• Evolutionary Biology

    Explore the development of modern ideas in evolutionary biology, and their importance for understanding a variety of fundamental biological processes. You’ll study a range of different topics, including genetic techniques in evolution, phylogenetics, population process and natural selection in the wild.​

  • Fish Ecology

    Develop a detailed understanding of fisheries science covering taxonomy, distribution, growth, mortality, population dynamics, feeding, reproduction, parasites and predation. The module is under-pinned by theoretical and practical exercises, allowing you to understand key fisheries assessment methods used globally.

  • Behavioural Ecology

    Develop your understanding of why wild animals behave the way they do. You’ll study the proximate and ultimate causes of behaviour, and the interactions between animals and their environment.

  • Conservation Biology

    In this module, you will begin by studying patterns of biodiversity and the characteristics of different ecosystems, and go on to explore patterns of biogeography. You’ll examine current threats to biodiversity and the characteristics, such as life-history, ecology and distribution that make some species more vulnerable than others.

  • Aquatic Zoology

    Explore the major taxonomic groups in the marine environment, focussing on taxonomy, diagnostic characteristics and funky features. You’ll carry out practical observations of fish, squid, crustaceans, annelids and nematodes, and improve your skills in taxonomy and identification.​

  • Geographical Information Systems

    ​The ability to visualise data and present it in the form of a map is an essential skill for many ecological job roles. This module is a practical course designed to develop your understanding of the principles and processes behind GIS, the nature and use of spatial data and the application of GIS in the ecological and environmental science sector. You’ll be given training in industry-standard software and carry out an independent project relevant to your degree course.​

  • Genetic Analysis

    Takes a problem-based approach to understanding modern molecular genetics and genomics of eukaryotes. You will become accustomed to modern methods of laboratory investigation, genetic data analysis and debate-current discoveries.

  • Intertidal Systems

    Here we look at the temporal and spatial factors affecting composition and productivity of intertidal systems, and the sustainability of intertidal resources. Develop your field sampling and laboratory identification skills and apply them in an intertidal monitoring context.

Final year

All modules are subject to availability and this list may change at any time.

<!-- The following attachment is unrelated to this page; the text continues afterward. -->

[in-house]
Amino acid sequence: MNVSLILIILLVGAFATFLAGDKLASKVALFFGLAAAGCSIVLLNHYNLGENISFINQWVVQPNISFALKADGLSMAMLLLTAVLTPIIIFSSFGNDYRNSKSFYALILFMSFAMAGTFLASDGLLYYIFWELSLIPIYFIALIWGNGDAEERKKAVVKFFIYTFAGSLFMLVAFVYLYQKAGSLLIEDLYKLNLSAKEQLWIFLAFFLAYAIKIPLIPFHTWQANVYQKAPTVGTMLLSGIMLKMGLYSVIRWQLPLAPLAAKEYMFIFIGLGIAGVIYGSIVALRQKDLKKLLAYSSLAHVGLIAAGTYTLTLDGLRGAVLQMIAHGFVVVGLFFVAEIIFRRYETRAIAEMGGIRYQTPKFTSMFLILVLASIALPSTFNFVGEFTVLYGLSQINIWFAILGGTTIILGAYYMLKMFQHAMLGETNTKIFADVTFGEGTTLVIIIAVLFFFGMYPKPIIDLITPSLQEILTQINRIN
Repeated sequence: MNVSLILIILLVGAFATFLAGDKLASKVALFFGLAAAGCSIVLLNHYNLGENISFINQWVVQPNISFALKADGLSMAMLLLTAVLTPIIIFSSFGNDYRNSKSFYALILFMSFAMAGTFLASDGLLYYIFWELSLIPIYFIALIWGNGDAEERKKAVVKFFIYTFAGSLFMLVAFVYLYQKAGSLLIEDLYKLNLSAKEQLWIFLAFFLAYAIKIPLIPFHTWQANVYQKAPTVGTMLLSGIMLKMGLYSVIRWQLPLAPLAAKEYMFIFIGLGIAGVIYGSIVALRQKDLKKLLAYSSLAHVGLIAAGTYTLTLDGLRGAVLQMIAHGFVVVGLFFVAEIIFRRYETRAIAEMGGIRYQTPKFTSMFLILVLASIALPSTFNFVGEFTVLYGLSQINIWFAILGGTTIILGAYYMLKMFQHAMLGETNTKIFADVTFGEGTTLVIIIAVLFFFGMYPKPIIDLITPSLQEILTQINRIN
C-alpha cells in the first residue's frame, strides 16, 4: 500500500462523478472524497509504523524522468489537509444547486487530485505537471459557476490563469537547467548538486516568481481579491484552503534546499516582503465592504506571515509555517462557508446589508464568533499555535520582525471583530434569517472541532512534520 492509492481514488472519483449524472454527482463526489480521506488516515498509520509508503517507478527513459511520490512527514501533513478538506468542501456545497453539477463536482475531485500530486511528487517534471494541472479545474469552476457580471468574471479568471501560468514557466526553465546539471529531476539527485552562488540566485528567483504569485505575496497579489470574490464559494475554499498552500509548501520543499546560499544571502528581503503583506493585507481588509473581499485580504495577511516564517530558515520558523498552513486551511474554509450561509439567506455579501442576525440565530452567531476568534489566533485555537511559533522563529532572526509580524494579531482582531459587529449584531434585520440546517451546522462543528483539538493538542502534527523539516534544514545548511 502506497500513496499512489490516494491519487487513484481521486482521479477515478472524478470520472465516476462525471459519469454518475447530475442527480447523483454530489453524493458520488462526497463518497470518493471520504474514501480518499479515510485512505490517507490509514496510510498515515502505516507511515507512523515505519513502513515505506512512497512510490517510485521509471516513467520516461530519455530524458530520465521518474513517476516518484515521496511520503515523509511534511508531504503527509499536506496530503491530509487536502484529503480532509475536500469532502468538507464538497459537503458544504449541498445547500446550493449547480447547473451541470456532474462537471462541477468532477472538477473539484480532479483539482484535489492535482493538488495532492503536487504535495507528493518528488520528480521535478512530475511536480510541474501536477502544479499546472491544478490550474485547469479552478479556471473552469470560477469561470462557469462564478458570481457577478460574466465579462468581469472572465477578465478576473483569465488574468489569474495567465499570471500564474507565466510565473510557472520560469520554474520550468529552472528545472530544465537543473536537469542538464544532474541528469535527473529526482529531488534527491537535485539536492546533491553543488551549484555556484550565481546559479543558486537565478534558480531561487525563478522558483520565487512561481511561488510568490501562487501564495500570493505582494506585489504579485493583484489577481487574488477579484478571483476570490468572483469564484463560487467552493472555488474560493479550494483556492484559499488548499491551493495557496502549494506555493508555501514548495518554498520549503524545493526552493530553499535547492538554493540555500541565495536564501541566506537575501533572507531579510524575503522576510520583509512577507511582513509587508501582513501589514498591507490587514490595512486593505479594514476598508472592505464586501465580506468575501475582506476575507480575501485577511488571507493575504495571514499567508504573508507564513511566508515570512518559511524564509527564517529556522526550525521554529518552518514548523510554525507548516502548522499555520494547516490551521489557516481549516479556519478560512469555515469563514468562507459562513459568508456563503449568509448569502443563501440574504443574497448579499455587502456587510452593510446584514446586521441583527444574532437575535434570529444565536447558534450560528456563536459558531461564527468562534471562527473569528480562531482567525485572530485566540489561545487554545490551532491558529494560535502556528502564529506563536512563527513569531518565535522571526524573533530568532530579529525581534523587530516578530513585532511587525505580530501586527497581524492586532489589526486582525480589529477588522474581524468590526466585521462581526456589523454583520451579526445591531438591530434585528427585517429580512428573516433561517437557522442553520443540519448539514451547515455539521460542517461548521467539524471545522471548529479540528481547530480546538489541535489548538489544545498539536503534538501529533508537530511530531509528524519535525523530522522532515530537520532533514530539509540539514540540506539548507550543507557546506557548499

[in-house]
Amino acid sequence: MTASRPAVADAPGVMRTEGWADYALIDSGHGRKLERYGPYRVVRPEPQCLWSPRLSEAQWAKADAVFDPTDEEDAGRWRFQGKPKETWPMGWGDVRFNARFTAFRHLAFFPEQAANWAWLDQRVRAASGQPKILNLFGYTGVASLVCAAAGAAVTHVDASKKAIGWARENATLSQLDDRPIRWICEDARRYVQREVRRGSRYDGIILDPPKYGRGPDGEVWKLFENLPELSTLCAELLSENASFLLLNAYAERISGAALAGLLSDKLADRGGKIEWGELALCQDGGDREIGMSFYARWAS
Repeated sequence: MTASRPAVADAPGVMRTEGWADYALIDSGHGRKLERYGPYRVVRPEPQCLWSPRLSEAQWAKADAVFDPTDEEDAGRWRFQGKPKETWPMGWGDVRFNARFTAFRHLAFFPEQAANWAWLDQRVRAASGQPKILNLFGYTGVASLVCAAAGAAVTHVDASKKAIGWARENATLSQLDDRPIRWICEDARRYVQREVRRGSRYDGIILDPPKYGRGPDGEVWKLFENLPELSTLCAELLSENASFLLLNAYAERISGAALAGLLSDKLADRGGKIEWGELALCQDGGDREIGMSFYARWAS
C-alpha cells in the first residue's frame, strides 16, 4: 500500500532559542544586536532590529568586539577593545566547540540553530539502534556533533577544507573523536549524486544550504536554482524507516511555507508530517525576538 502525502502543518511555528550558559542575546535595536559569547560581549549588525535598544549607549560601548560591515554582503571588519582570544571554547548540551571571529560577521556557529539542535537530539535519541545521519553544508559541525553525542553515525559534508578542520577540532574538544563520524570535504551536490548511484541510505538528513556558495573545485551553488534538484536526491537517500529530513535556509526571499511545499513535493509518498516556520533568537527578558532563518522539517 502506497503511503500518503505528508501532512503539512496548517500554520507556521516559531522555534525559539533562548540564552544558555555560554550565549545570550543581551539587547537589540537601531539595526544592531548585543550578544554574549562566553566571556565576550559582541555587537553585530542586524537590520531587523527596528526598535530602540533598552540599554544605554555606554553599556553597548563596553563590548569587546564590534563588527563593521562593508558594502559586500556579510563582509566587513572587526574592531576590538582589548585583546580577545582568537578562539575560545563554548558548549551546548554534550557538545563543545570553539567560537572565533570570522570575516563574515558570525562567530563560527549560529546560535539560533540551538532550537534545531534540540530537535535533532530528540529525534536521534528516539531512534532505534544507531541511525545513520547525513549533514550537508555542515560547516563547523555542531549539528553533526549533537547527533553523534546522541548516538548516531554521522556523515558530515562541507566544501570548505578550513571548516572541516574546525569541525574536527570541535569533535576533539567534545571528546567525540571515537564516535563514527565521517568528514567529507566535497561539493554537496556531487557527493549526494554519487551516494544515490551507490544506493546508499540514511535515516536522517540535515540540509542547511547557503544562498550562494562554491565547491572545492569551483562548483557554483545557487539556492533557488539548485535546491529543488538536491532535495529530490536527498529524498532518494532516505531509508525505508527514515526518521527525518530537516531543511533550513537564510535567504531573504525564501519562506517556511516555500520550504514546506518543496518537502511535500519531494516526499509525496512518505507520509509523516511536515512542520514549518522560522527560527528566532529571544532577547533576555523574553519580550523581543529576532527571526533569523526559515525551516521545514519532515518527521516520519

The course consists of 120 credits per year. Most modules are 20 credits, meaning you’ll study six modules each year. Some longer modules, such as a dissertation, are worth more (e.g. 40 credits). In these cases, you’ll study fewer modules - but the number of credits will always add up to 120.

Your final year includes residential field studies, an optional placement in industry, and a research project which you can complete as a member of one of the faculty's research groups or at Hull's award-winning submarium, The Deep.

Optional modules

Core and compulsory modules are fundamental to achieving the learning outcomes for your course and must be studied.

  • Sensory Physiology of Animals

    Discover the fascinating world of animal communication to learn how sensory systems control behaviour, and how this is applied to and affected by human activity, including climate change.

  • Freshwater Fisheries and Conservation

    Develop an understanding of the status and importance of freshwater fisheries worldwide. You will learn how humans impact on freshwater fisheries, rehabilitation processes, conservation methods and legislative instruments all used to protect and develop fisheries.

  • Biology in Education

    This exciting module enables you to conduct original research in a subject of your choosing within the broad area of Educational studies. You will plan, implement and report with guidance from a supervisor and through guided group tutorials.

  • Field Studies

    ​Explore somewhere new and learn new field-based skills on one of our residential field trips (a financial contribution is required).  Destinations vary but recent students have selected from a dive-based trip in Malaysia, an exploration of the Atlantic rainforest in Brazil, Mediterranean ecology in Mallorca and UK ecology at Malham Tarn.  ​

  • Independent Research Project

    You will have the unique opportunity to work on your own lab-based project alongside researchers. You'll have direct input into experimental design and will analyse your data before writing it up in a dissertation. For many students, this is the highlight of their degree, as it's a chance to show off their skills in a real-world environment.

  • Concepts in Ecology